As with previous attacks on Russian forces in Crimea, both sides had an incentive to conceal the extent and impact of the Ukrainian attacks on Russian forces.

The Guardian, reviewing footage published by Ukrainian journalists, claimed that Russia’s Black Sea flagship vessel, the Admiral Makarov, was damaged in the incident.

The Guardian reported that the “frigate was one of three Russian ships to have been hit on Saturday. A swarm of drones—some flying in the air, others skimming rapidly along the water—struck Russia’s navy at 4.20 a.m.”

The newspaper continued, “Ukrainian officials said it was unclear if the Admiral Makarov was badly crippled, or had escaped with light damage. Unconfirmed reports said its hull was breached and radar systems smashed.”

The Guardian citied Ukrainian journalist Andriy Tsaplienko, who concluded, “There is a good chance that several ships are not just damaged but sunk.”

The incident follows the sinking in April of the Moskva, then the flagship of the Black Sea Fleet, which was the first time Russia had lost a flagship since 1905. It was the second-largest vessel to be sunk in war since 1945.

Global grain markets are expected to see a surge in food prices Monday when trading resumes following the suspension of the grain deal, with experts warning about “catastrophic consequences” for low-income countries.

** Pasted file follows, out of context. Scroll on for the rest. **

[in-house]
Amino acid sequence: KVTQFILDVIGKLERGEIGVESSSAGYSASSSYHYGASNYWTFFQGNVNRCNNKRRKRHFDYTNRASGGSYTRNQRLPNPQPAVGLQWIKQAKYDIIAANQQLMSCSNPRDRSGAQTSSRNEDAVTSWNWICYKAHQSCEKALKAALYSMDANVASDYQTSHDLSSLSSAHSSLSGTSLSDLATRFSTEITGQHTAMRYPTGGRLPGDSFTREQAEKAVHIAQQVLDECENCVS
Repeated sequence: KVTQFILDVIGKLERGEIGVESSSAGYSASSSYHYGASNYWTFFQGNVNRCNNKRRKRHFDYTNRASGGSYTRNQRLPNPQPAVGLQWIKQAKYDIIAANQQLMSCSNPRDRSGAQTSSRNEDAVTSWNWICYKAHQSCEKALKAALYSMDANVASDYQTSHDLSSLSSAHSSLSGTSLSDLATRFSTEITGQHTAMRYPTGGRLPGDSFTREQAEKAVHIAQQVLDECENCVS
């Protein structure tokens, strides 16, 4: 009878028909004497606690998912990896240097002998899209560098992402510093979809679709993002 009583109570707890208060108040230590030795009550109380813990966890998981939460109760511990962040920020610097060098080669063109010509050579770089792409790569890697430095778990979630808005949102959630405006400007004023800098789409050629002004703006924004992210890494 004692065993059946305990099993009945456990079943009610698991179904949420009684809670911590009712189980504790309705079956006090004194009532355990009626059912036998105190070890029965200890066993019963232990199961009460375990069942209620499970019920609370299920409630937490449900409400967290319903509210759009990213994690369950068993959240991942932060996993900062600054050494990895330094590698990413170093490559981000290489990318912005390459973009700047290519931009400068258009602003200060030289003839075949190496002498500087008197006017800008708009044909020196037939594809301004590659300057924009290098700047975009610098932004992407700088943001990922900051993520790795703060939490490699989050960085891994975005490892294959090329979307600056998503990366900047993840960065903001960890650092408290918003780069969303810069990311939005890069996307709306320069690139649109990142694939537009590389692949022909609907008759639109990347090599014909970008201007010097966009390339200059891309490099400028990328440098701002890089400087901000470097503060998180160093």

“We’ll see a substantial spike in prices” as a result, Andrey Sizov, managing director of Black Sea grain consultancy SovEcon, told the Financial Times.

Arif Husain, chief economist at the UN World Food Program, told the FT that “dozens of countries” would be affected by the disruption of global grain supplies. “In the good times [this] would be bad,” he said, “but in the current state of the world, it’s something that needs to be resolved as soon as possible.”

Responding to the announcement by Russia, US Secretary of State Antony Blinken declared, “In suspending this arrangement, Russia is again weaponizing food in the war it started, directly impacting low- and middle-income countries and global food prices, and exacerbating already dire humanitarian crises and food insecurity.”